Bilateral surveillance. When a country joins the IMF, it makes commitments under Article IV of the IMF’s Articles of Agreement to pursue policies conducive to orderly economic growth and price stability and to avoid manipulating exchange rates for unfair competitive advantage. It also commits to providing the IMF with accurate and timely data about its economy. Article IV mandates that the IMF oversee members’ compliance with these obligations, which it does through ongoing surveillance over members’ economic policies. In addition to maintaining contact with the national authorities from its headquarters in Washington, D.C., the IMF sends staff teams to each member country once a year, in most cases. (Informal staff visits often take place between these formal visits, known as Article IV consultations.) During an Article IV consultation, the IMF team analyzes economic and financial data and discusses with government and central bank officials economic developments since the previous consultation, as well as the country’s exchange rate, monetary, fiscal, and financial sector policies, and other policies with a direct impact on domestic and external stability. The team may also meet with legislators and nongovernmental parties, such as trade unions, academics, and financial market participants. It prepares a summary of its findings and policy advice, which it leaves with the national authorities, who have the option of publishing it. The team also submits a report to the Executive Board for review and discussion. The discussion formally concludes an Article IV consultation, and a summary of the Board’s views is transmitted to the country’s government. Through this kind of peer review, the global community provides policy advice to each of its members, and the lessons of international experience are brought to bear on national policies. If the member country agrees, the full Article IV consultation report and a Public Information Notice (PIN), which summarizes the Board discussion, are published on the IMF’s Web site.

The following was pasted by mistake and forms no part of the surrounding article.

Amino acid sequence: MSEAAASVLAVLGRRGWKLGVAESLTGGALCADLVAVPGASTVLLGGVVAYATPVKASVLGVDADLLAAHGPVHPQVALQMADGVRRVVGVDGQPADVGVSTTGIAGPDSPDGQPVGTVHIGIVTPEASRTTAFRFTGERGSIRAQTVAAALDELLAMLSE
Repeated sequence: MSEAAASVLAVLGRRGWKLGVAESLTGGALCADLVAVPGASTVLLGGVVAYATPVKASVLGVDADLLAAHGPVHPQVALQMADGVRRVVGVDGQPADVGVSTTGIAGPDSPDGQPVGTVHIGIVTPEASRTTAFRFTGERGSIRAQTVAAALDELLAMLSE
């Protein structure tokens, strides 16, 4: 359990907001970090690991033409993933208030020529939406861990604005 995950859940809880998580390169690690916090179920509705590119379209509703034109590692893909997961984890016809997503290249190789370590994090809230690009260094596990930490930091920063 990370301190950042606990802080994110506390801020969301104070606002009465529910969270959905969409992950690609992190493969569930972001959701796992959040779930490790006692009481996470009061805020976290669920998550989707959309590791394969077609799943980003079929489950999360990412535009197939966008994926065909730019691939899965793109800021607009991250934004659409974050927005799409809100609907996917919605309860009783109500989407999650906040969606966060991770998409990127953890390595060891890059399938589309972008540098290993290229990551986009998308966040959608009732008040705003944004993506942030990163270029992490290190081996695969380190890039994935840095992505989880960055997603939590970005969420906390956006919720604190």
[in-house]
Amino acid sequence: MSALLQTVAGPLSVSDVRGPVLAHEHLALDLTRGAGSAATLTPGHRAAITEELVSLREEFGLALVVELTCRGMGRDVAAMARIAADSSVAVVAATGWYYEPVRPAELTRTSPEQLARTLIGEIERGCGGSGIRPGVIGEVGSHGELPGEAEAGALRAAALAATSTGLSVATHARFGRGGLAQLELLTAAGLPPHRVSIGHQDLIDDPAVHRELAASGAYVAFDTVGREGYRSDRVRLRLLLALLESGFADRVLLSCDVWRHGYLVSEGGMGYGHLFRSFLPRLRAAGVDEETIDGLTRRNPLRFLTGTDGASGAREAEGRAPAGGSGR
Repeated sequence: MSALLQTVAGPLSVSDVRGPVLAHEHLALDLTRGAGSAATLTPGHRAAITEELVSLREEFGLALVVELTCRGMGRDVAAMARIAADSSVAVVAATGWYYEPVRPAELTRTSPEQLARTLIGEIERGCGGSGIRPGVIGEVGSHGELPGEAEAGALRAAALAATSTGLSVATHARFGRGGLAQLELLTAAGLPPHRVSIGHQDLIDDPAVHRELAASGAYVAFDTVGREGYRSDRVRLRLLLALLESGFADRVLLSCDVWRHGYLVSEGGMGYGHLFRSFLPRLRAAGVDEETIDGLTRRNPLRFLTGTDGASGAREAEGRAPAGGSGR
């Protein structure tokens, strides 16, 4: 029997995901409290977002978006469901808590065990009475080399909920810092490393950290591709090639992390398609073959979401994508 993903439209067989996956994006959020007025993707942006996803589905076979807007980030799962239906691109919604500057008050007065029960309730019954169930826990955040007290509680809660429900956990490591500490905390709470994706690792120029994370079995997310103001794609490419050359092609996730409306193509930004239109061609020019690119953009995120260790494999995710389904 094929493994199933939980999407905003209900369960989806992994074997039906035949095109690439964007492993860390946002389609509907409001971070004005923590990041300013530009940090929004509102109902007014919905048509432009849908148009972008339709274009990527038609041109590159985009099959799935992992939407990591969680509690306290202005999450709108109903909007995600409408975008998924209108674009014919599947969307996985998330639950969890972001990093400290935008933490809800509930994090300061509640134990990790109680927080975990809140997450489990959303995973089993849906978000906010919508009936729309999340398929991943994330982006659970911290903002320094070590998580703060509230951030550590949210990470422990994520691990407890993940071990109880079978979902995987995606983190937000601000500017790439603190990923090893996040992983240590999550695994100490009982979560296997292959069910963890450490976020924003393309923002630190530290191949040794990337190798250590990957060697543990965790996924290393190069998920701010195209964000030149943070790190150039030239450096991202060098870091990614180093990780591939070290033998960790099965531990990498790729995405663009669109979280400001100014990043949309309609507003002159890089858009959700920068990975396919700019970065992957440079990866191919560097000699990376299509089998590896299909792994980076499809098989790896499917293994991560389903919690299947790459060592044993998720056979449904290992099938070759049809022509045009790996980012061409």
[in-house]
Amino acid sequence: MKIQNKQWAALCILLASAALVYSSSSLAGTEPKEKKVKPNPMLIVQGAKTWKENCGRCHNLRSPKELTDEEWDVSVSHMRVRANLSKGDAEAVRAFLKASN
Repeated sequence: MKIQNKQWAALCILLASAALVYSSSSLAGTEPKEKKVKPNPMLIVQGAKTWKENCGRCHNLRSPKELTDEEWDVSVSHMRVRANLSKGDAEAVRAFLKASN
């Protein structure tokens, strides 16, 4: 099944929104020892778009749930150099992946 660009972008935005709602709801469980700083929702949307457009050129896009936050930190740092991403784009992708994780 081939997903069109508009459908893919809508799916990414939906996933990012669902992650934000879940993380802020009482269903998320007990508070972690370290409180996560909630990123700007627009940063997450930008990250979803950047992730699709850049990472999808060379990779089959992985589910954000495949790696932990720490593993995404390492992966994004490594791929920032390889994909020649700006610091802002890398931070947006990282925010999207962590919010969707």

Through Article IV consultations, the IMF seeks to identify policy strengths and weaknesses, as well as potential vulnerabilities, and advises countries on appropriate corrective actions if needed. Supplementing the Board’s systematic and regular reviews of individual member countries are frequent informal Board sessions. On a voluntary basis, countries may also choose to participate in the Financial Sector Assessment Program or to request Reports on the Observance of Standards and Codes in other areas. Results of these assessments are an important input into surveillance.